Mountain Insects (and an Arachnid)
My recent trip to Montana was an excellent opportunity to experience a different ecosystem than my home ecosystem in Minnesota. Mountains offer not just one ecosystem but more like an ecosystem buffet. The changes in altitude as you move up or down a mountain create different microclimates. Different climates means different organisms which means different ecosystems. On one hike there were flowers that were in bloom at the top of a mountain that had already gone to seed at the bottom. These subtle changes in climate have drastic effects on the biotic community.
Bumble Bees are very well adapted to life in the mountains. Each night the temperature gets quite brisk. This daily temperature change would be enough to kill most insects. Most insects cannot regulate their own body temperature and their activity is dictated by the ambient air temperature. Bumbles on the other had have a unique adaptation that allows them to heat themselves on cool mountain mornings. The bees have strong flight muscles attached to their wings, these muscles usually enable the bee to fly miles a day. In the early morning the bee is too cool to fly so it must warm up. It does this by putting those big flight muscles in ‘neutral’. Just like putting a car in neutral and revving the engine will warm the car up, the bee flexes its muscles without engaging the wings. This way it can sit motionless warming up for flight. In spring this unique adaptation allows bumble bees to be among the first pollinators at early blooming flowers, sometimes when snow is still on the ground.
This male bee, a drone, could not get enough of my hand for some reason. Male bees do not have stingers, so although this may look dangerous there is absolutely no threat of getting stung.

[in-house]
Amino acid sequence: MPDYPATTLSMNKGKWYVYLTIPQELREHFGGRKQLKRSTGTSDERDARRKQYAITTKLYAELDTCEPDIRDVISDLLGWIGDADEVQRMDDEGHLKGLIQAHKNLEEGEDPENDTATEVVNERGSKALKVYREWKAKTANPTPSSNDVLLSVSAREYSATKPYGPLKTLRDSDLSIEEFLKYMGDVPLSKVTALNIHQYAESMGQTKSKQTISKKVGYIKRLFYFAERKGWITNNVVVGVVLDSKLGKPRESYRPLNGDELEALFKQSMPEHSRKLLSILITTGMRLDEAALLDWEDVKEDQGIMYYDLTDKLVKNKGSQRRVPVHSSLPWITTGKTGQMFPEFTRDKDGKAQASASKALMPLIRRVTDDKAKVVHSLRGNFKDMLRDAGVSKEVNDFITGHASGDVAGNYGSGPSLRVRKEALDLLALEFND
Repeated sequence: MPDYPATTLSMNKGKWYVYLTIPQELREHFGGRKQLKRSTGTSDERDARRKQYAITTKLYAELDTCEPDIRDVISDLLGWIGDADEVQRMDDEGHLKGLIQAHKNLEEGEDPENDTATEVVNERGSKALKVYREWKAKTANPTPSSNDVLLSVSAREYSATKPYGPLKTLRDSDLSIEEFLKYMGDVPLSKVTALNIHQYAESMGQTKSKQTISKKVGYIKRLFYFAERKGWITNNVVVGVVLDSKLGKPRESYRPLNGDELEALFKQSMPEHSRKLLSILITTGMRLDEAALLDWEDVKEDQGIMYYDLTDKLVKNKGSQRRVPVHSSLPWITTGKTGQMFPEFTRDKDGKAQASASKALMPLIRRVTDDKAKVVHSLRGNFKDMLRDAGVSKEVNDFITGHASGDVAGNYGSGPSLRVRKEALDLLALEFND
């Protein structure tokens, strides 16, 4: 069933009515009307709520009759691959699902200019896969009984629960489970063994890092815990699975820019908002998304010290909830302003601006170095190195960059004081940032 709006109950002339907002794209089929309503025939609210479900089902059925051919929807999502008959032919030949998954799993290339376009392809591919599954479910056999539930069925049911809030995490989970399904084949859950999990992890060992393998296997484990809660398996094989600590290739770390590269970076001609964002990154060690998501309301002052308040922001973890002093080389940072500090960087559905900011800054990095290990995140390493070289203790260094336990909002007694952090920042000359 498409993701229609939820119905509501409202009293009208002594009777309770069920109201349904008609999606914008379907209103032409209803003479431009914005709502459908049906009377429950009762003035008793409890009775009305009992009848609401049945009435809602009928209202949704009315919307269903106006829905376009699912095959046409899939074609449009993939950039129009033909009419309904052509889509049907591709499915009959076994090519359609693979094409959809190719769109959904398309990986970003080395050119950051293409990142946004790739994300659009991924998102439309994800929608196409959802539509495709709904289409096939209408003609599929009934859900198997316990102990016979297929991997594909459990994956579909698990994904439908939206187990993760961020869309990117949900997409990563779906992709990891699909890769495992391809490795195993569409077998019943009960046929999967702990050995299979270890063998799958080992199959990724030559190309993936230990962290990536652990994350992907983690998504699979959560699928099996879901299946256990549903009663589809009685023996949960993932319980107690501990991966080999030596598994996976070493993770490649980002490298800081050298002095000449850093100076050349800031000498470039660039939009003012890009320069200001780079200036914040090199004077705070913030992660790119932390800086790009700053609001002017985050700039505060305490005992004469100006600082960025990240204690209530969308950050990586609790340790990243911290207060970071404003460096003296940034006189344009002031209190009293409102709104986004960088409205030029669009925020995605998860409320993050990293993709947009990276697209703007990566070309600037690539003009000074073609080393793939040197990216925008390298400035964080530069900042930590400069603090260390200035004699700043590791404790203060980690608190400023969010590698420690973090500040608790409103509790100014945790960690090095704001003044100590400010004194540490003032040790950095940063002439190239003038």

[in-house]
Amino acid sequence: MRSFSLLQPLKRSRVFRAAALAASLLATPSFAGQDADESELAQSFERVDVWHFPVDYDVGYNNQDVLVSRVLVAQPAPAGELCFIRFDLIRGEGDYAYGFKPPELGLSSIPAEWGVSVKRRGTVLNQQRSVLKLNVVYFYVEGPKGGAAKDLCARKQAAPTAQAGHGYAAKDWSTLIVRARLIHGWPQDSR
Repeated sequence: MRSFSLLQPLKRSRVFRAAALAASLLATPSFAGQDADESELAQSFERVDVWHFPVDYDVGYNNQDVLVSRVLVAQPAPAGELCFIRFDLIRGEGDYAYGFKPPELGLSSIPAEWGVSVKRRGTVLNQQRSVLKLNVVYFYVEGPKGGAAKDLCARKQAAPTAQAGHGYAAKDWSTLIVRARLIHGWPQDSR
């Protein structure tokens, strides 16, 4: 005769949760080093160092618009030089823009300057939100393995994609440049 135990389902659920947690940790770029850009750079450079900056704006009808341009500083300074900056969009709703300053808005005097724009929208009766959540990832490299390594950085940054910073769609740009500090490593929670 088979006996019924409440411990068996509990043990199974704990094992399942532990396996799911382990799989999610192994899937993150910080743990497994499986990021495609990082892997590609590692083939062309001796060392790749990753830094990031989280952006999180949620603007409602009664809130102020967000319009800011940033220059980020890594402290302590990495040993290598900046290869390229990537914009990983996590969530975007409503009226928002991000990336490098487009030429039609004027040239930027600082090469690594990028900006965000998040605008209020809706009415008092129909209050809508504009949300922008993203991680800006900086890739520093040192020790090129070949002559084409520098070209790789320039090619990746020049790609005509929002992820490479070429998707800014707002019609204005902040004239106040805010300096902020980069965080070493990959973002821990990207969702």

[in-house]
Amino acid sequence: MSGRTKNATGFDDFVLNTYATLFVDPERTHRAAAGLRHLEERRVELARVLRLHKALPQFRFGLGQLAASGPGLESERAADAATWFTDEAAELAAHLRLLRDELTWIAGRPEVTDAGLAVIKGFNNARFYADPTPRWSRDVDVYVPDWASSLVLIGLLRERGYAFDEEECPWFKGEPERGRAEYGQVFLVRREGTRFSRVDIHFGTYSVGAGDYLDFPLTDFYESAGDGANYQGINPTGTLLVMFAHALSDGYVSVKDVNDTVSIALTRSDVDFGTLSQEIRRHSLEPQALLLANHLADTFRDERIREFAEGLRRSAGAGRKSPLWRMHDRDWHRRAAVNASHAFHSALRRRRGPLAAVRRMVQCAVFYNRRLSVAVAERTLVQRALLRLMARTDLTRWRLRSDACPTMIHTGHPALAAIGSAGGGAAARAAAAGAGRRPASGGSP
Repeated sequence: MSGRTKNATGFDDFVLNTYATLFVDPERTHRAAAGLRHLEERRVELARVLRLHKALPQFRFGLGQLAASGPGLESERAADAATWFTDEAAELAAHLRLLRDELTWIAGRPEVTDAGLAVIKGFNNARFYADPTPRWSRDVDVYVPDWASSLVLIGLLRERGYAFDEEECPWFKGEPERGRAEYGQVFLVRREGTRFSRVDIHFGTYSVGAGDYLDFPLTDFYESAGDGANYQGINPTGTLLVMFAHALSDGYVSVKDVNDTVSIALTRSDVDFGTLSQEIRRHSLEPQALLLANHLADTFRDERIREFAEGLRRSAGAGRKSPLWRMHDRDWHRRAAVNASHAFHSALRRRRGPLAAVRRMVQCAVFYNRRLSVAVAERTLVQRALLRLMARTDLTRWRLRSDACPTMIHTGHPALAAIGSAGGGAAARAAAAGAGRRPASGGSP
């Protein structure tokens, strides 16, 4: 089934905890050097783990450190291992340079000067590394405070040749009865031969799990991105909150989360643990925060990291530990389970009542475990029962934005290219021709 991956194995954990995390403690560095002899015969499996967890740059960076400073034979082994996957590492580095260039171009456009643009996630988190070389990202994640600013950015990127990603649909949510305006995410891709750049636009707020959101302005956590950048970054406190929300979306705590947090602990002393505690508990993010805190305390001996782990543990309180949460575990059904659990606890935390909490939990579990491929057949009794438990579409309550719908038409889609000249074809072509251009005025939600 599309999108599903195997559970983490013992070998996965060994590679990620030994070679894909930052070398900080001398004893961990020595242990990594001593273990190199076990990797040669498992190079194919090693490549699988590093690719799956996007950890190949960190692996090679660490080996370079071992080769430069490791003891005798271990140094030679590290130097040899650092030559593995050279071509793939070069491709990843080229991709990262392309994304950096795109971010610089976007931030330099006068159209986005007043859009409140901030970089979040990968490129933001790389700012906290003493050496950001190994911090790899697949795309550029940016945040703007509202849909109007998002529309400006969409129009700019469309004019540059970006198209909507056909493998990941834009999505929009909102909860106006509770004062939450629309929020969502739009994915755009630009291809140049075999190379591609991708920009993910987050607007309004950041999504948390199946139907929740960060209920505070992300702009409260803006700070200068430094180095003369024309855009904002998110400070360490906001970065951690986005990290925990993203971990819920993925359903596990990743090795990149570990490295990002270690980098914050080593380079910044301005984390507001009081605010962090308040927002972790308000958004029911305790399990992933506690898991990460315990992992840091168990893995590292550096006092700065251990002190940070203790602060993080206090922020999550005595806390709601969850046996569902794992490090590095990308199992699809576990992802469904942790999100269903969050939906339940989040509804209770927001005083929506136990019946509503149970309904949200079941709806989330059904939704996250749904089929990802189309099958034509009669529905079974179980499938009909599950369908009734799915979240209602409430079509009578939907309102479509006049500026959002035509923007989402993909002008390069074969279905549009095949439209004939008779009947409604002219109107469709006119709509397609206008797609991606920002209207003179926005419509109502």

One of my favorite places to look for insects is around lights that have been on all night. There will always been some late night visitors still hanging out. On my first morning at our cabin I investigated a light near the shower house. I found this large Sphinx Moth clutching to the side of the building. Sphinx Moths are important nocturnal pollinators of many different plants. There are also Sphinx Moths that are diurnal, are active during daylight hours.
I sometimes tell my wife that I have Nature Attention Deficit Disorder because when I’m outside every little thing is worth another look or a quick stop to investigate. Our walks, hikes, runs or other outdoor activities often involves sudden stops by me to investigate a feather, insect or other curiosity that catches my eye. I was stalking a family of marmot to get a bit closer when I saw this female spider in the crack of a rock. On her abdomen she has hundreds of her juvenile offspring. She carries them with her to protect them from predators. Spiders are given a bad rap in our culture. This mother spider is protecting her offspring just as any more snugglely animal might. This is one of those curiosity that took precedence over my previous engagement of stalking the marmots. I spend about 10 minutes watching and photographing this spider as she moved through the rocks. It was amazing to think that each one of the dots on her abdomen was an individual spider looking back at me.
Life is often short in the high mountain altitudes. Many individuals cannot compete with other or the elements and eventually die. When the last flicker of life leaves a animal it is not long before other organism begin to recycle it back into the ecosystem. This interesting looking insect is a Carrion Beetle. These beetles like hot lunch, the smellier the better! They are among the first ones on the scene of a dead animal. Together with fly maggots, bacteria and other decomposers they will make quick work of even large carcasses.
Butterflies of all sorts take advantage of the short mountain summer. When the mountain meadows bloom the bring with them a sudden boom in food resources for a myriad of different pollinators from bugs to birds. The butterflies flit around using some of the most efficient flight patterns found in the animal kingdom. Butterflies often look like they are just casually gliding through the air. This casual flight is very specific and directed as a means of conserving energy.
There are some insects that I really hope to see whenever I’m outside. They are my favorites. This Pine Sawyer Beetle is one of those insects. They are truly amazing beetles. They just don’t seem natural, more like something developed for a Hollywood movie than a product of millions of years of evolution. What is it about their long antennae that gives them advantage over others? I don’t know, and that’s why I am constantly reminded just how amazing nature really is. Simply claiming that this beetle was created to look like this takes away all of the amazement of this organism. The world is so much more interesting when you realize that you don’t have all the answers, that everything can’t be explained with a simple answer. It is even more amazing when you realize that you can figure it out!!
Up Next: Mountain Blooms